Schools in England will not all reopen on June 1, a cabinet minister has conceded, after one of the government’s most senior scientific advisers said that bringing pupils back would depend on an effective test, track and isolate system.
Robert Buckland, the justice secretary, said that the government accepted that there were likely to be issues for some schools that would still need to be addressed, meaning that they could not all reopen in a “uniform” way.
Britain is heading for a divided reopening of schools, with at least 11 councils refusing to reopen their schools on June 1.
Robert Buckland, the justice secretary, told BBC Breakfast: “I don’t think any of us want to put either children or our dedicated teaching staff in any danger at all, and the question of being safe is clearly paramount. So we’re all working towards June 1 and planning for that return, but I accept the point that there may well be issues from employers that need to be addressed which might not mean we’ll see a uniform approach on June 1.”
Priti Patel, the home secretary, said that she would be willing to send her son to school. She said that it was vital to get children, particularly those who are vulnerable, back into school.
However, she said that schools that did not reopen on June 1 would not face any sanctions. “I see so much good in our teachers, in our key workers, and people on the front line,” she said. “I don’t think this is the time to be talking about sanctions. I’m on the very pragmatic and practical spectrum of life. It’s wrong to say X needs a sanction or Y needs a sanction.”
The British Medical Association has dropped its opposition to the reopening of schools on June 1. It said that schools should only reopen if it was “safe to do so” but added that there was growing evidence that the risk to children was “extremely small”.
Ministers have refused to say when the new test, track and trace system — a key condition of teachers’ unions who are resisting the phased return of primary schools — will be in place.
Allies of Gavin Williamson, the education secretary, said that he expected all English primary schools to reopen on June 1 if the government’s five tests had been met.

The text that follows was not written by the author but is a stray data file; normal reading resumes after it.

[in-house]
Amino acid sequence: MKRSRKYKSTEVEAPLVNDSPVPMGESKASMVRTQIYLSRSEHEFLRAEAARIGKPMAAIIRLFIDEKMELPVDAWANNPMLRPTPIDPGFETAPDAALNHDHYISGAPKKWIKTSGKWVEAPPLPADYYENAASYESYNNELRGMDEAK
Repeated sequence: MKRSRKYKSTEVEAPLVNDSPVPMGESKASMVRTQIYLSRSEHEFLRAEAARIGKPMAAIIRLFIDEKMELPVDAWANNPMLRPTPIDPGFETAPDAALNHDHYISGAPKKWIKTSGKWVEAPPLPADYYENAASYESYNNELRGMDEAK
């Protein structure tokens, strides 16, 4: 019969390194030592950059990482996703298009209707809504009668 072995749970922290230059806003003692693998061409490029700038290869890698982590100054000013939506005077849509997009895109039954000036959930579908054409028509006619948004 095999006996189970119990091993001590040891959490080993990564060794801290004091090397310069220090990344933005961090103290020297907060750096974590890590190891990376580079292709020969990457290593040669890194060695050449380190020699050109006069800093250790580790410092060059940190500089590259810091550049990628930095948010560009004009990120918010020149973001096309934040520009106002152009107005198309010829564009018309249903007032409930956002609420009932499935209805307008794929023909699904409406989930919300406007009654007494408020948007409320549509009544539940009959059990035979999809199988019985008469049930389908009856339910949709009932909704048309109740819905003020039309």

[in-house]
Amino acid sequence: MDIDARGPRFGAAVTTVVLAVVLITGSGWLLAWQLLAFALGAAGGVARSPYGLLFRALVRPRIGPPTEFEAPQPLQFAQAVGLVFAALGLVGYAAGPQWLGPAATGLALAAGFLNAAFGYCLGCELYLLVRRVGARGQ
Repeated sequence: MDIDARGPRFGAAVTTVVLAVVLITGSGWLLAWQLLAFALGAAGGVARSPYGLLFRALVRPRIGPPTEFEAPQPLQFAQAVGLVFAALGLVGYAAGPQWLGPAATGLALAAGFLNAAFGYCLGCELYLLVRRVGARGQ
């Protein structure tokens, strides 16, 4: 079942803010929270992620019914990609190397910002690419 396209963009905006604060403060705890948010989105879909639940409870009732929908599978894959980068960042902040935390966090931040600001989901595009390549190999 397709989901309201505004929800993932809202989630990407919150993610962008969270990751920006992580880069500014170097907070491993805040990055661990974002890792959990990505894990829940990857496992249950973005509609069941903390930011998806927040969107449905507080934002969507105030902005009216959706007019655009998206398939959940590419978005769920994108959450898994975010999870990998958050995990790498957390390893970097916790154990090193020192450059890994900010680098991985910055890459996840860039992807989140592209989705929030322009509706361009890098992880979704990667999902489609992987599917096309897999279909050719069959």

However, Dame Angela McLean, the deputy chief scientific adviser, added another condition last night, saying that ministers had been told that changes to lockdown would require an effective system for tracing and isolating new cases to be in place. She said that changes should be based on “observed levels of infection . . . and not on a fixed date”.
John Edmunds, another member of the Scientific Advisory Group on Emergencies (Sage), told Sky News earlier that a “well-functioning track and trace” system needed to be “embedded and working well” before schools could reopen. That will embolden teachers’ unions and local councils — including for the first time yesterday a Conservative-led local authority — which are resisting a reopening on June 1.
Downing Street said that Boris Johnson’s “road map” had always been clear that June 1 was the earliest that schools should reopen, leading to speculation that the government was softening in the face of a revolt.
Several local authorities, including Conservative-led Solihull, have said that they will not be prepared to open schools on June 1. Ian Courts, the leader of the council, said: “The government has the ambition of a June 1 return, but the reality in Solihull is that schools will need to use that first week in June to ensure they are completely ready for more pupils to attend. So places may only be available from the week beginning June 8.”
Unions show little sign of backing down over the issue. A video message from Mary Bousted, joint general secretary of the National Education Union, to union reps urged them not to reply to letters or emails from their headteachers.
However, last night it was reported that the British Medical Association had softened its stance, saying that schools could reopen on June 1, or earlier, provided that it was safe to do so. The union admitted that there was “growing evidence that the risk to individual children is extremely small”.
“The decision about when schools should be allowed to reopen is an extremely difficult one,” Dr Peter English, the BMA’s public health medicine committee chairman, said. “We know that the longer children are kept away from the classroom, the greater the harm to their education, life opportunities and wellbeing. For disadvantaged children, this harm is even greater. A focus on arbitrary dates for schools to reopen is polarising.
“The BMA wants schools to reopen as soon as it is safe to do so and the evidence allows — this could be before June 1 or after. But a zero-risk approach is not possible. This is about ‘safe’ being an acceptable level of risk.”
Some schools are breaching the government guidelines by asking parents to send children back only part-time. Families who choose not to send their children are likely to get less home learning support from schools, which could have a knock-on effect for pupils in other year groups if their teachers are drafted in to help to teach other returning classes.
A source close to Mr Williamson said that the June 1 date had not changed and that all schools in England should open on that date for reception, year 1 and year 6, subject to the five government tests for easing measures being met. He denied that the intention had been for schools to choose to open any time from that day onwards.